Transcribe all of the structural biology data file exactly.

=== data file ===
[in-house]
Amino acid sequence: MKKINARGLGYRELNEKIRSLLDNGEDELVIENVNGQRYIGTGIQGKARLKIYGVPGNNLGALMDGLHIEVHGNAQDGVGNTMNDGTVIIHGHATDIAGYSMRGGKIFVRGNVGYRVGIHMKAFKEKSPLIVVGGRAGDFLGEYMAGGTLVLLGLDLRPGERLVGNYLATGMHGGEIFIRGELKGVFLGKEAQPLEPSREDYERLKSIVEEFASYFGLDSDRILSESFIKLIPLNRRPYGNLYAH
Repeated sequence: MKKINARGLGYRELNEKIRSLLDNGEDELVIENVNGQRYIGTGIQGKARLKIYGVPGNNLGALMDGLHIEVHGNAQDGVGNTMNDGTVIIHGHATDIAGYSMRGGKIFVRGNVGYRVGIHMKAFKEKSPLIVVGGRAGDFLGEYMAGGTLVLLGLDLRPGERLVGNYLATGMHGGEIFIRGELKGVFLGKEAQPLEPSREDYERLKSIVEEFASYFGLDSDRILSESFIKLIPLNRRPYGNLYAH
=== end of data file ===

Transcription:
[in-house]
Amino acid sequence: MKKINARGLGYRELNEKIRSLLDNGEDELVIENVNGQRYIGTGIQGKARLKIYGVPGNNLGALMDGLHIEVHGNAQDGVGNTMNDGTVIIHGHATDIAGYSMRGGKIFVRGNVGYRVGIHMKAFKEKSPLIVVGGRAGDFLGEYMAGGTLVLLGLDLRPGERLVGNYLATGMHGGEIFIRGELKGVFLGKEAQPLEPSREDYERLKSIVEEFASYFGLDSDRILSESFIKLIPLNRRPYGNLYAH
Repeated sequence: MKKINARGLGYRELNEKIRSLLDNGEDELVIENVNGQRYIGTGIQGKARLKIYGVPGNNLGALMDGLHIEVHGNAQDGVGNTMNDGTVIIHGHATDIAGYSMRGGKIFVRGNVGYRVGIHMKAFKEKSPLIVVGGRAGDFLGEYMAGGTLVLLGLDLRPGERLVGNYLATGMHGGEIFIRGELKGVFLGKEAQPLEPSREDYERLKSIVEEFASYFGLDSDRILSESFIKLIPLNRRPYGNLYAH